DCD/DAC(2013)29 the weight of ODA in total external resources (from 85% in 2000-06 to 73% in 2007-11). Despite this, this group has the highest share of ODA to all external resources. Countries in the Mainly UMICs group, and to a lesser extent countries in Other Fragile and Mainly LMICs groups, show less dependence on ODA flows. ODA still forms a good share of external financial flows (ranging between 27% and 6%), but these countries also have a greater capacity to attract other external financial flows, such as FDI and remittances. In the Mainly UMICs group, FDI and other private flows at market terms and remittances are by far the most important external flows, accounting for 57% and 27%, respectively, of total external financial resources. (See also Figure C.1 in Annex C for illustrations of the relative importance of ODA.) 33. For countries where ODA forms a large share of total external flows, drops in ODA have not, or only marginally, been counterbalanced by increases in other external financial flows. This is mainly because other external flows to these countries have been much more volatile (see Figure 5B and 6C) and their size too modest to compensate, in macroeconomic terms, for ODA falls. 34. ODA, excluding debt relief, represents as much as 10% of GDP for Non-Fragile LDCs, respectively, but 0.2% for the group of Mainly UMICs. As shown in Figure 5B, while the importance of ODA as a share of GDP has decreased for Non-Fragile LDCs it has remained stable on average for the other groups. 35. For LDCs ODA represents half of domestic government tax revenues. For LDCs, irrespective of whether they are fragile or not, ODA volumes are sizeable not only compared to total external flows, but also to resources mobilised domestically. In 2011, ODA as a share of government tax revenues was over 40% for Fragile LDCs and Non-Fragile LDCs, while ODA as a share of government revenues (excluding grants) was 43% for Non-Fragile LDCs and 28% for Fragile LDCs. The same shares were much smaller for the remaining groups. In particular, for Mainly UMICs they are below 1% (Table 2). 36. ODA growth is accelerating for Mainly LMICs and Mainly UMICs. ODA to all developing countries has increased at an average annual rate of 6% between 2000-11, but across groups ODA growth was strongest for Other Fragile (10%) and Fragile LDCs (8%), it stood at 4% for Non-Fragile LDCs and Mainly LMICs, while it was weakest for Mainly UMICs, at 1.4%. However, in the past three years there has been a shift. While ODA growth for LDCs and Other Fragile countries is slowing down, its pace is increasing for Mainly LMICs and Mainly UMICs, mainly as a result of increased concessional lending. A similar trend emerges from the ODA projections derived from the Forward Spending Survey (OECD 2013c, forthcoming), which point to decreases or no change in CPA allocations to Fragile and Non-Fragile LDCs and increases for the other groups, over the 2012-16 period (Table 2).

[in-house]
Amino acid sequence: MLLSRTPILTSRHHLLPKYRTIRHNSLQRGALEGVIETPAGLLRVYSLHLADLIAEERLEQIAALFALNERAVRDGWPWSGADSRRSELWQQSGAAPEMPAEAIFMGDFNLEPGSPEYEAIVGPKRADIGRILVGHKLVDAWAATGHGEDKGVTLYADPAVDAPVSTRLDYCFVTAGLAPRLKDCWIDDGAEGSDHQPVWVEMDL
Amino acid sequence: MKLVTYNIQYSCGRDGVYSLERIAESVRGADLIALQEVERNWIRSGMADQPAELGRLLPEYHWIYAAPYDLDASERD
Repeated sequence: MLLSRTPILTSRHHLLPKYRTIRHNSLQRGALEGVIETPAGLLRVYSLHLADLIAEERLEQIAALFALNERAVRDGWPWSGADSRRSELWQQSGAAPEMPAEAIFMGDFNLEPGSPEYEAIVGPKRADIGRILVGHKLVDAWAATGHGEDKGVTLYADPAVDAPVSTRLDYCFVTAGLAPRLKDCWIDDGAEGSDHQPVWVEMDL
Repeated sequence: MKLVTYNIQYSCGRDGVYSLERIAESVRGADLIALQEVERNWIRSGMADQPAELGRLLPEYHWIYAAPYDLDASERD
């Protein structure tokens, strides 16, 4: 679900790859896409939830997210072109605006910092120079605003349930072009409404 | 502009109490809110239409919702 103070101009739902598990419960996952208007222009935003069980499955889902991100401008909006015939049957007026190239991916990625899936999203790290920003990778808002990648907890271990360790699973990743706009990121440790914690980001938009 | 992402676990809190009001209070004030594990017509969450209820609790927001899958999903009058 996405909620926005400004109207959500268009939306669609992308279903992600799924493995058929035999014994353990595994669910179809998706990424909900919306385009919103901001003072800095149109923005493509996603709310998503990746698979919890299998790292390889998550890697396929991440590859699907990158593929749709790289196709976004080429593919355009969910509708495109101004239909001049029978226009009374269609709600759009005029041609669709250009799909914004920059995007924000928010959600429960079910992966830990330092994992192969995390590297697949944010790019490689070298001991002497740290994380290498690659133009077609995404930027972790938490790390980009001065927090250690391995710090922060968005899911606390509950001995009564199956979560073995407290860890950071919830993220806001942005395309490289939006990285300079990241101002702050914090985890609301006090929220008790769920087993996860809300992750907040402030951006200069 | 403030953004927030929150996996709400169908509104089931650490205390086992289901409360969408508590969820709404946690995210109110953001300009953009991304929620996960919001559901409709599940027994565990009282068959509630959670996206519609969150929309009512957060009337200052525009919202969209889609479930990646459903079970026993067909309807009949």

Table 2. ODA growth by group

Fragile LDC Non-fragile LDCs Other fragile Mostly LMICs Mostly UMICs

2000-07 10% 4% 10% 1% 1%

2008-11 6% 4% 4% 8% 3%

2012-161 0% -1% 2% 3% 1%

1. CPA estimates based on the 2013 Survey on Donors' Forw ard Spending Plans

16

DCD/DAC(2013)29 Which ODA instruments are used and for whom?
Figure 6. ODA grants as a share of ODA, by group